Tips for disease-free brooding in poultry chicks

Disease-Free Brooding in Poultry

Brooding in poultry is the process of providing heat, food, water, and every necessary medical attention to poultry from a day old to about 2 – 4 weeks of age. Usually, brooding can be done by the mother hen or by humans.

brooding in poultry

What is brooder?

In clear and simple terms, a brooder is a poultry house fitted with heating equipment that allows a farmer to deliver controlled heating to the chicks. Other parameters that must be considered in a brooder house include ventilation/air circulation, relative humidity, lighting, space required, safety of the chicks, etc.

Brooding practices

-Upon chicks’ arrival, do the unboxing exercise as quickly as possible
-While you are unboxing, checked for deformed chicks and those with unhealed navel. Treat them to prevent omphalitis.
-Check for underweight chickens and separate them from the rest. They might end up being runts. Separating them will allow you to manage them properly, giving them a better chance of survival.
-Ensure that all the chicks have some water. Usually, you should provide anti-stress in their water.
-Observe the chicks closely and see how they respond to the heat.
-Always serve fresh feed and water.
-Have antibiotics handy in case it is needed.
-Follow hatchery vaccination schedule.

There are 2 types of brooding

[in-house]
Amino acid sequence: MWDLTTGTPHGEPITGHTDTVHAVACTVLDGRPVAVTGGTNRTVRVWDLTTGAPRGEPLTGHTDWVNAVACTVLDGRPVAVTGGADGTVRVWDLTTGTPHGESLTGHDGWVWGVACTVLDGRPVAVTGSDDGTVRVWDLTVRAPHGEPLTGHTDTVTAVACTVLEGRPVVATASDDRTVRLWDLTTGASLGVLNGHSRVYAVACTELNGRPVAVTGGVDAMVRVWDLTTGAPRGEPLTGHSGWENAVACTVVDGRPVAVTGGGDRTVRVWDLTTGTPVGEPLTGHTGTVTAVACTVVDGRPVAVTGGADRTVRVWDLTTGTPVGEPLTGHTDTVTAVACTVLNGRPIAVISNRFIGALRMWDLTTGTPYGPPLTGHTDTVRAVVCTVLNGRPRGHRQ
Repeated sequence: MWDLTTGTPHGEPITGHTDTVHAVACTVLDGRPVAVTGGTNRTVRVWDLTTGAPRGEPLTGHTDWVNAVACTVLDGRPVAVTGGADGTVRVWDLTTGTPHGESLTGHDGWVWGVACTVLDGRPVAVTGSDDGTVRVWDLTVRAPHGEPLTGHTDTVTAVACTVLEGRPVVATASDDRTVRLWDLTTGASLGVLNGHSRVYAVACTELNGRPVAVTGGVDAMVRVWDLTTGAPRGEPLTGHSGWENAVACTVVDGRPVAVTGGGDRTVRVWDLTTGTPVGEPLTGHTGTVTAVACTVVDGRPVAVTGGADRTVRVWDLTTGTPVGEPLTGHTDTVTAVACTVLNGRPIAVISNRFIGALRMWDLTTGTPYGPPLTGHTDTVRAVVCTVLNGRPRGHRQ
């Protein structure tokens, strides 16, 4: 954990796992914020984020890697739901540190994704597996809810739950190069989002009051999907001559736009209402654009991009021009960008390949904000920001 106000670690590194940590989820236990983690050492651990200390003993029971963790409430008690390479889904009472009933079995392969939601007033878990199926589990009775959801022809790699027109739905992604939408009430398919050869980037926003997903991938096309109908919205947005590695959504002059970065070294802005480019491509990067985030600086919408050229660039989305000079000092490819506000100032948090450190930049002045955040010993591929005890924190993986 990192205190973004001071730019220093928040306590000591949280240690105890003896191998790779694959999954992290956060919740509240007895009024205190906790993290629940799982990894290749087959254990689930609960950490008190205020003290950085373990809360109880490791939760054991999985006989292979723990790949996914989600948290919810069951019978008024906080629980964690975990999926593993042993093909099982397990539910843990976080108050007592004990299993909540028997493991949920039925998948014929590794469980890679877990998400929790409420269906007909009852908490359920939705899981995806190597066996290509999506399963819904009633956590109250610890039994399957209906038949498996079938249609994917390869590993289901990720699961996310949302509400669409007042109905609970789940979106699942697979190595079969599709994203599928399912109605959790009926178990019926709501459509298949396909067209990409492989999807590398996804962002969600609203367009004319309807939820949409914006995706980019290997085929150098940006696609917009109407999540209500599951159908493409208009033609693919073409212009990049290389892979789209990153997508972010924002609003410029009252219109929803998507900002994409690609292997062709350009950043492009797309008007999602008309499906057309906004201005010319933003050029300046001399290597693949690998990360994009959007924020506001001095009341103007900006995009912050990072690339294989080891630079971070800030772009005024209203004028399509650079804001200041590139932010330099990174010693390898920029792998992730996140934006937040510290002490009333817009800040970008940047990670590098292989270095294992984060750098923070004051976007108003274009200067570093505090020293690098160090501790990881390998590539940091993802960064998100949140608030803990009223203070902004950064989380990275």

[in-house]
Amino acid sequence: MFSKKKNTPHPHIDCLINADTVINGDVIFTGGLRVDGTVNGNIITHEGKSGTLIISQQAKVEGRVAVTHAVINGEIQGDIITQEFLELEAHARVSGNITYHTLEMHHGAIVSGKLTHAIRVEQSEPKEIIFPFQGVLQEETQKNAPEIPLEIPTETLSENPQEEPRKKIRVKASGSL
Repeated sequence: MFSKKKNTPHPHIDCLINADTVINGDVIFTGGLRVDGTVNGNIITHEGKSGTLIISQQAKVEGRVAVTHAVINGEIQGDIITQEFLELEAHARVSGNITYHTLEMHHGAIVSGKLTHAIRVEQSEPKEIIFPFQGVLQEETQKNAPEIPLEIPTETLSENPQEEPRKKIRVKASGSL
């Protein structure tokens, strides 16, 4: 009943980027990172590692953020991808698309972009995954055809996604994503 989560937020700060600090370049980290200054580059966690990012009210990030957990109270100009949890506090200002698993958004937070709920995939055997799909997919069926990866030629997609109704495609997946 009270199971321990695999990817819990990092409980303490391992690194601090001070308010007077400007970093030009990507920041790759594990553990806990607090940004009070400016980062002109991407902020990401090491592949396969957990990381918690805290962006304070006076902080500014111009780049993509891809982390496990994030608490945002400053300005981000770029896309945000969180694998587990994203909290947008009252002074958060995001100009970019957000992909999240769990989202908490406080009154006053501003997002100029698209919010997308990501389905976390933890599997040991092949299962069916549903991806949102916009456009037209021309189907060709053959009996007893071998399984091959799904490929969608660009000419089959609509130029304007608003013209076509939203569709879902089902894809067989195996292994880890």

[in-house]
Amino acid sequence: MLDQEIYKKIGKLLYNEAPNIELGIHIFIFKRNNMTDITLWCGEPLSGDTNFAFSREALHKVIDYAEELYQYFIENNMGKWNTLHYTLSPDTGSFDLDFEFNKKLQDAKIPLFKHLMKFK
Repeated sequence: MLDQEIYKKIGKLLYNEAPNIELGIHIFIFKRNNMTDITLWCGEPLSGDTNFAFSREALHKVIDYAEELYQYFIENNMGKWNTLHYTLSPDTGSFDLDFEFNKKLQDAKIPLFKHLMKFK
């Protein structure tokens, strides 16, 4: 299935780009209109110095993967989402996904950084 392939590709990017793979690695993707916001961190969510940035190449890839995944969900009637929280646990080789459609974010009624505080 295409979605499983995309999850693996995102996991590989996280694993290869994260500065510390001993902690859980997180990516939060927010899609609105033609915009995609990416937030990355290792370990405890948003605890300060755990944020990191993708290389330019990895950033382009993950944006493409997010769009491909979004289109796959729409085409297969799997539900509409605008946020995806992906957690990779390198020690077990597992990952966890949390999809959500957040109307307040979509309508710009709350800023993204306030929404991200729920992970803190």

Natural (by mother hen) and artificial brooding

In artificial brooding, a farmer tries to simulate the natural brooding process by providing everything the mother hen could have provided. Therefore, artificial brooding involves providing heat, water, feed, and necessary veterinary attention to newly hatched chicks until they are able to regulate their body temperature for example charcoal,this heat source involves the burning of charcoal in a coal pot. The coal pot can be made of iron or clay.

NOTE: Age Of Bird (Weeks) & (Temperature required)
Week 1 (35-33)° C, Week 2 (33-31)° C, Week 3 (31-29)° C, Week 4 (29-26)° C

Brood Lighting

Lighting for 1 day old birds should begin at 20 – 22 hours per day for the first two days at 10 lux intensity. Reduce day length weekly to reach approximately 12 hours of light at 8 weeks of age.

Brooder Guard

Heat is a major component of brooding in poultry, hence, the need to conserve heat generated. This is why a farmer must have a brooder guard within the brooding house to contain the chicks and ensure that they get the required heat. A good brooder guard allows for easy extension as the chicks grow bigger. It is important to give just the required space within the brooder guard in other to encourage fast growth and conserve energy and heat. A brooder guard can be made of plastic, ply wood, metal or any other material, but it should be easily detachable.


Feed for one day old birds should be withheld for the first two hours to allow chicks to find the water prior to consumption of dry feeds. After the first two hours of housing, feed can be made freely available. The feed should be a high protein starter ration with at least 20% protein. Consumption will increase from approximately 13 grams of feed/chick/day at one week of age to approximately 29 grams/chick/day at four weeks of age.

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